• Gilbert CHASE, « Ginastera, Alberto (Evaristo) », The New Grove Dictionary of Music and Musiciens, Londres, vol. 7, 1980, p. 387-390.
  • Malena KUSS, « Ginastera, Alberto », Die Musik in Geschichte und Gegenwart, Kassel, 2002, p. 974-982.
  • Malena KUSS, « Symbol und Phantasie in Ginasteras Bomarzo (1967) », Friedrich SPANGEMACHER (éd.), Alberto Ginastera, Bonn, Boosey & Hawkes, 1984, p. 88-102.
  • Malena KUSS, « Type, Derivation, and Use of Folk Idioms in Ginastera’s Don Rodrigo (1964) », Latin American Music Review 1/2, automne – hiver 1980, p. 176-196.
  • Malena KUSS, avec la collaboration de Lukas HANDSCHEIN (éd.), Alberto Ginastera. Musikmanuscripte, Inventare der Paul Sacher Stiftung, Bâle, Amadeus, 1990.
  • Antonieta SOTTILE, Alberto Ginastera. Le(s) style(s) d’un compositeur argentin, préface de Jean-Jacques Nattiez, Paris, L’Harmattan, 2007.
  • Friedrich SPANGEMACHER (éd.), Alberto Ginastera, Bonn, Boosey & Hawkes, 1984.
  • Eduardo STORNI, Ginastera, Madrid, Espasa-Calpe, 1983.
  • Deborah SCHWARTZ-KATES, « Ginastera, Alberto (Evaristo) », The New Grove Dictionary of Music and Musicians, Londres, vol. 9, 2001, p. 875-879.
  • Deborah SCHWARTZ-KATES, « Alberto Ginastera, Argentine Cultural Construction, and the Gauchesco Tradition », The Music Quarterly 86/2, été 2002, p. 248-281.
  • Deborah SCHWARTZ-KATES, « The Film Music of Alberto Ginastera: An Introduction to the Sources and Their Significance », Latin American Music Review 27/2, automne – hiver 2006, p. 171-195.
  • Deborah SCHWARTZ-KATES, Alberto Ginastera : A Research and Information Guide, Routledge, 2010.
  • Pola SUÁREZ URTUBEY, Alberto Ginastera, Buenos Aires, Ediciones Culturales Argentinas, 1967.
  • Pola SUÁREZ URTUBEY,Ginastera en cinco movimientos, Buenos Aires, Victor Lerú, 1972.
  • Michelle TABOR, « Alberto Ginastera’s Late Instrumental Style », Latin American Music Review / Revista de Música Latinoamericana 15/1, printemps – été 1994, p. 1-31.


  • Alberto GINASTERA, Popol Vuh op. 44 ; Cantata para América Mágica op. 27, Rayanne Dupius : soprano, Bugalo-Williams : duo de pianos, Ensemble S. Schlagzeugerensemble der Musikhochschule Köln, WDR SInfonieorchestrer Köln, direction : Stefan Asbury, 1 sacd Neos, 2010.
  • Alberto GINASTERA, Glosses on Themes of Pablo Casals op. 48 ; Variaciones Concertantes ; Glosses on Themes of Pablo Casals, London Symphony Orchestra, Israel Chamber Orchestra, direction : Gisele Ben-Dor, 1 cd Naxos, 2010.
  • Alberto GINASTERA, Estancia, suite de ballet pour orchestre op. 8a ; Suite de danzas criollas op. 15 (arr. S. Cohen pour orchestre) ; Panambí, suite de ballet pour orchestre op. 1a ; Ollantay op. 17 ; Popol Vuh op. 44, Gisèle Ben-Dor, London Symphony, Jerusalem Symphony, BBC National Orchestra of Wales, 1 cd Naxos, 2010.
  • Alberto GINASTERA, « Cello Concertos » : Concerto n° 1 op. 36 ; Concerto n° 2 op. 50, Aurora Nátola-Ginastera : violoncelle, Orquesta Sinfónica de Castilla y León, direction : Max Bragado Darman, 1 cd Pierian, 2009.
  • Alberto GINASTERA, « Complete String Quartets », Quatuor à cordes n° 1 op. 20 ; Quatuor à cordes n° 2 op. 26 ; Quatuor à cordes n° 3 avec soprano op. 40, Cuarteto Latinoamericano, Claudia Montiel : soprano, 1 cd Brillant, 2009.
  • Alberto GINASTERA, « Complete String Quartets », Quatuor à cordes n° 1 op. 20 ; Quatuor à cordes n° 2 op. 26 ; Quatuor à cordes n° 3 avec soprano op. 40, Enso Quartet, Lucy Shelton : soprano, 1 cd Naxos, 2009.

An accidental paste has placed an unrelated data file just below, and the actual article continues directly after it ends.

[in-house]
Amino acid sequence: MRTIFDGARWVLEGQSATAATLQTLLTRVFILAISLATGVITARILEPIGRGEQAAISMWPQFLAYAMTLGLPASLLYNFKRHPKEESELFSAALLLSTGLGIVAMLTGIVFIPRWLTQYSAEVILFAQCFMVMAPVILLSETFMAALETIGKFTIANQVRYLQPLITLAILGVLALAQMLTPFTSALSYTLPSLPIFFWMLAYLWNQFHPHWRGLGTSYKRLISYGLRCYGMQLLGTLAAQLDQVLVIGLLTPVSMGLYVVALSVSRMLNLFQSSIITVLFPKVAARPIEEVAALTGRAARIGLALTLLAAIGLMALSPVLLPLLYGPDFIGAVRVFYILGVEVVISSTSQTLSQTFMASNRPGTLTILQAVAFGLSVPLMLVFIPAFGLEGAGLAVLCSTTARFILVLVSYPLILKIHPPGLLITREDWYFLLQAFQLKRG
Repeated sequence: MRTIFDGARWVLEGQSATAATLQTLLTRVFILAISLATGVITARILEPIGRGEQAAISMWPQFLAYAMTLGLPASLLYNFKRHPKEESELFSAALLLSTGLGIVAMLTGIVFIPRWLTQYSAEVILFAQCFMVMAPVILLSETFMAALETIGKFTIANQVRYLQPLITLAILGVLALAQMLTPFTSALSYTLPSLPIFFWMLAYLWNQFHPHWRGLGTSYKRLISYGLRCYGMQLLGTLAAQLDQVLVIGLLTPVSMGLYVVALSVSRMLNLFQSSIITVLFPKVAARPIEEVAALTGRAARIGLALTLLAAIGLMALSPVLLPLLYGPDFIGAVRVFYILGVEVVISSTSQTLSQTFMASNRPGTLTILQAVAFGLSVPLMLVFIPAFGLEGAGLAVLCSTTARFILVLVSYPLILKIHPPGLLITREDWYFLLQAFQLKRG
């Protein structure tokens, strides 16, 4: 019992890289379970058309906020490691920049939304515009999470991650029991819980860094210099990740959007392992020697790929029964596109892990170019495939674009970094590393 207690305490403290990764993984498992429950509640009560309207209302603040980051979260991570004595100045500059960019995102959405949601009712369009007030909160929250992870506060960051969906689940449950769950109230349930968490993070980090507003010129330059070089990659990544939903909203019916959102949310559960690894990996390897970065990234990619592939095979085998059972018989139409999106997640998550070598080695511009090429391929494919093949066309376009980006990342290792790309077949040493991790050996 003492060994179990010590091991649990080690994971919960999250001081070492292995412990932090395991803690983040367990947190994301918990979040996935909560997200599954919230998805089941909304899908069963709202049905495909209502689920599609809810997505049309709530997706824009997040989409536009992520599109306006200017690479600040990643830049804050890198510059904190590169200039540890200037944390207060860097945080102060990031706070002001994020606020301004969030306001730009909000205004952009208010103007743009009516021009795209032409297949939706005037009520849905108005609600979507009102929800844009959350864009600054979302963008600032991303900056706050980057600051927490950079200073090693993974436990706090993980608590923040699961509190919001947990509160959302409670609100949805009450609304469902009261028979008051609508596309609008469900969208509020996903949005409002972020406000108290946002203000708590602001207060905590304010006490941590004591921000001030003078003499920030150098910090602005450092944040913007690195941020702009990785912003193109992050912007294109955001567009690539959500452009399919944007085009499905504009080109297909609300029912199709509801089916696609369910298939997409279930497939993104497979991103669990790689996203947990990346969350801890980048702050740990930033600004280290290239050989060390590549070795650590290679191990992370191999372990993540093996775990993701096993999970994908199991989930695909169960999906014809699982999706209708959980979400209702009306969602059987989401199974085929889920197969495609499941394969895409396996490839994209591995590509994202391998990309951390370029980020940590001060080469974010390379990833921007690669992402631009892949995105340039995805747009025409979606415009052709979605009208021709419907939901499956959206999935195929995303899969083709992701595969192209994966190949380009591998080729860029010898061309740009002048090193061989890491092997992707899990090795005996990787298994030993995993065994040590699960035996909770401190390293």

• Alberto GINASTERA, « Complete Music for Cello and Piano » : Pampeana n° 1 op. 21 ; Cinco canciones populares argentinas, op. 10 (arr. M. Kosower) ; Puneña n° 2, op. 45 « Hommage a Paul Sacher » ; Cello Sonata op. 49, Mark Kosower : violoncelle, Jee-Won Oh : piano, 1 cd Naxos, 2008.
  • Alberto GINASTERA, Concerto per corde op. 33, Musici de Montréal, direction : Yuli Turovsky, 1 cd Chandos, 2006.
  • Alberto GINASTERA, Ollantay op. 17 ; Pampeana n° 3 op. 24 ; Iubilum op. 51, Orchestre de Louisville, directions : Jorge Mester, Robert S. Whitney et Akira Endo, 1 cd First edition, 2003.
  • Alberto GINASTERA, « The Complete Music for Piano and Piano Chamber Ensemble » : Sonate n° 1, op. 22 ; Sonate n° 2, op. 53 ; Sonate n° 3, op. 55 ; Danzas argentinas op. 2 ; Tres Piezas op. 6 ; Malambo op. 7 ; Doce Preludios Americanos op. 12 ; Suite de Danzas Criollas op. 15 ; Rondó sobre temas infantiles argentinos op. 19 ; Pampeana n° 1 op. 16 ; Milonga de Dos canciones op. 3 ; Tres Danzas de « Estancia » op. 8 ; Toccata d’après Domenico Zipoli ; Quintette pour piano op. 29 ; Pampeana n° 2 op. 21 ; Sonate pour violoncelle et piano op. 49, Barbara Nissman : piano, Rubén González : violon, Aurora Nátola-Ginastera : violoncelle, 2 cds Pierian, 2001.
  • Alberto GINASTERA, Estancia ; Concerto pour harpe ; Glosses sobre temes de Pau Casals ; Panambí, Isabelle Moretti : harpe, Orchestre national de Lyon, direction : David Robertson, 1 cd Naïve, 2000.
  • Alberto GINASTERA, Danzas argentinas op. 2, dans « Récital Argerich - Live from the Concertgebouw 1978 & 1979 », Marta Argerich : piano, 1 cd EMI, 2000.
  • Alberto GINASTERA, Harp Concerto op. 25 ; Estancia, suite de ballet op. 8a ; Piano Concerto n° 1 op. 28, Nancy Allen : harpe, Oscar Tarrago : piano, Orchestre de la Ville de México, direction : Enrique Batiz, 1 cd Asv Living Era, 1998.
  • Alberto GINASTERA, Panambí op. 1 ; Estancia op. 8, London Symphony Orchestra, Luis Gaeta : baryton, direction : Gisèle Ben-Dor, 1 cd Conifer Classics, 1998.
  • Alberto GINASTERA, « The Complete Piano Music & Chamber Music vith piano, Vol. 3 » : Dos Canciones op. 3 ; Cinco canciones populares argentinas op. 10 ; Las horas de una estancia, op. 11 ; Pampeana n° 1, op. 16 ; Quintette pour piano et cordes, op. 29, Alberto Portugheis : piano, Bingham Quartet, Olivia Blackburn : soprano, 1 cd Asv Living Era, 1994.
  • Alberto GINASTERA, « The Complete Piano Music & Chamber Music vith piano, Vol. 1 » : Danzas Argentinas, op. 2 ; Pequeña danza (de Estancia, arrangement pour piano) ; Doce preludios americanos, op. 12 ; Sonate pour piano n° 1, op. 22 ; Pampeana n° 2, op. 21 ; Triste (de Cinco canciones populares argentinas, op. 10 n° 2) ; Sonate pour violoncelle et piano, op. 49, Alberto Portugheis : piano, Aurora Nátola-Ginastera : violoncelle, 1 cd  Asv Living Era, 1993.
  • Alberto GINASTERA, « The Complete Piano Music & Chamber Music vith piano, Vol. 2 » : Piezas infantiles ; Dos canciones, op. 3 (arrangement pour piano) ; Tres Piezas, op. 6 ;  Malambo, op. 7 ; Suite de danzas criollas, op. 15 ; Rondo sobre temas infantiles argentinos, op. 19 ; Sonata para piano n° 2, op. 53 ; Toccata, d’après Domenico Zipoli ; Sonata pour piano n° 3, op. 55, Alberto Portugheis : piano, 1 cd Asv Living Era, 1993.
  • Alberto GINASTERA, « Ginastera’s Sonata », Sonate pour guitare op. 47, Carlos Barbosa-Lima : guitare, 1 cd Concord Records, 1993.
  • Alberto GINASTERA, Toccata d’après le quatrième mouvement du Concerto pour piano n° 1 op. 28 dans « Emerson, Lake & Palmer, Brain Salad Surgery », 1 cd Rhino.